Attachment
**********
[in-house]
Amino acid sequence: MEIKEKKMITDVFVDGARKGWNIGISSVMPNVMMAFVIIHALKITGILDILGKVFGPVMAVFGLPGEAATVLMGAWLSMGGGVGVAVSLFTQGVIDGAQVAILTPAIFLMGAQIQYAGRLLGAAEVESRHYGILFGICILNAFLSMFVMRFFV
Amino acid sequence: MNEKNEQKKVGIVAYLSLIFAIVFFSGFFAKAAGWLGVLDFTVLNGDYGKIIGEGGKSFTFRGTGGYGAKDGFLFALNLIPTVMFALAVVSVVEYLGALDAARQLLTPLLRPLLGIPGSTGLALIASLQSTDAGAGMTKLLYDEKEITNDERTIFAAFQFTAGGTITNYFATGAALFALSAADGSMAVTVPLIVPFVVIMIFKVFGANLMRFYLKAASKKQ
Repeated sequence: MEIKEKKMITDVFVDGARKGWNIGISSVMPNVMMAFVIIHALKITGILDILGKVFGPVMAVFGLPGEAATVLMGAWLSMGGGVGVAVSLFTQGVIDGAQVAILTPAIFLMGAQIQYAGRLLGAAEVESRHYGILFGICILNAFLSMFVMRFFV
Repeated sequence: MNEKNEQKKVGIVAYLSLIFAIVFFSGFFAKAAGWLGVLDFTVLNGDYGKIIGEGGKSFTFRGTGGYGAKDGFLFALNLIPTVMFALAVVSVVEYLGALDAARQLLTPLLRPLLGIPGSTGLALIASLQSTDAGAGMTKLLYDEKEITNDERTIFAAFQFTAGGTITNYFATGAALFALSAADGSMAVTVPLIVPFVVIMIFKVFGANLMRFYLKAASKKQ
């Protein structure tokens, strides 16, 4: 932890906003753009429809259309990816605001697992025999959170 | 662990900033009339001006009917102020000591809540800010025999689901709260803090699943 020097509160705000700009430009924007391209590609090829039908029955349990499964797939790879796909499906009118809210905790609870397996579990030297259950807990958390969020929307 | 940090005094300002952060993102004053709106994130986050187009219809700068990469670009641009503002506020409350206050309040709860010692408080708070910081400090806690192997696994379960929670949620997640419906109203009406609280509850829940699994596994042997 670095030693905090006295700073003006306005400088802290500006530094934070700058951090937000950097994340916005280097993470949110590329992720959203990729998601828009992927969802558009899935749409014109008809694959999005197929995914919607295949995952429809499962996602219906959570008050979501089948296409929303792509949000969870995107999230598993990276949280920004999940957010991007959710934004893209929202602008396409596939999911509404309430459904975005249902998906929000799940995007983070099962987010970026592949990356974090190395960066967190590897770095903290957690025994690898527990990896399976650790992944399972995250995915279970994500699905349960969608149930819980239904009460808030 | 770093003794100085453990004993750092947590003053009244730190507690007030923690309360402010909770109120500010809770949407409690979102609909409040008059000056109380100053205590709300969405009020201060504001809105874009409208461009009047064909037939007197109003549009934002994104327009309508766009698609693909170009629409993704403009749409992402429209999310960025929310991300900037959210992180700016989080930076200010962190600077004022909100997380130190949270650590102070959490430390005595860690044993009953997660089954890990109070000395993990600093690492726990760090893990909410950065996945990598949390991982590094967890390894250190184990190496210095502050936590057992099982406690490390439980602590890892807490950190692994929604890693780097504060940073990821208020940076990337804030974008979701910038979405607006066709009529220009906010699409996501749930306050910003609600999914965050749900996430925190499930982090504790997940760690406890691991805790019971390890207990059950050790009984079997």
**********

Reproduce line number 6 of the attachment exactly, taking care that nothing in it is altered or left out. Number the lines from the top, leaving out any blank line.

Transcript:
């Protein structure tokens, strides 16, 4: 932890906003753009429809259309990816605001697992025999959170 | 662990900033009339001006009917102020000591809540800010025999689901709260803090699943 020097509160705000700009430009924007391209590609090829039908029955349990499964797939790879796909499906009118809210905790609870397996579990030297259950807990958390969020929307 | 940090005094300002952060993102004053709106994130986050187009219809700068990469670009641009503002506020409350206050309040709860010692408080708070910081400090806690192997696994379960929670949620997640419906109203009406609280509850829940699994596994042997 670095030693905090006295700073003006306005400088802290500006530094934070700058951090937000950097994340916005280097993470949110590329992720959203990729998601828009992927969802558009899935749409014109008809694959999005197929995914919607295949995952429809499962996602219906959570008050979501089948296409929303792509949000969870995107999230598993990276949280920004999940957010991007959710934004893209929202602008396409596939999911509404309430459904975005249902998906929000799940995007983070099962987010970026592949990356974090190395960066967190590897770095903290957690025994690898527990990896399976650790992944399972995250995915279970994500699905349960969608149930819980239904009460808030 | 770093003794100085453990004993750092947590003053009244730190507690007030923690309360402010909770109120500010809770949407409690979102609909409040008059000056109380100053205590709300969405009020201060504001809105874009409208461009009047064909037939007197109003549009934002994104327009309508766009698609693909170009629409993704403009749409992402429209999310960025929310991300900037959210992180700016989080930076200010962190600077004022909100997380130190949270650590102070959490430390005595860690044993009953997660089954890990109070000395993990600093690492726990760090893990909410950065996945990598949390991982590094967890390894250190184990190496210095502050936590057992099982406690490390439980602590890892807490950190692994929604890693780097504060940073990821208020940076990337804030974008979701910038979405607006066709009529220009906010699409996501749930306050910003609600999914965050749900996430925190499930982090504790997940760690406890691991805790019971390890207990059950050790009984079997």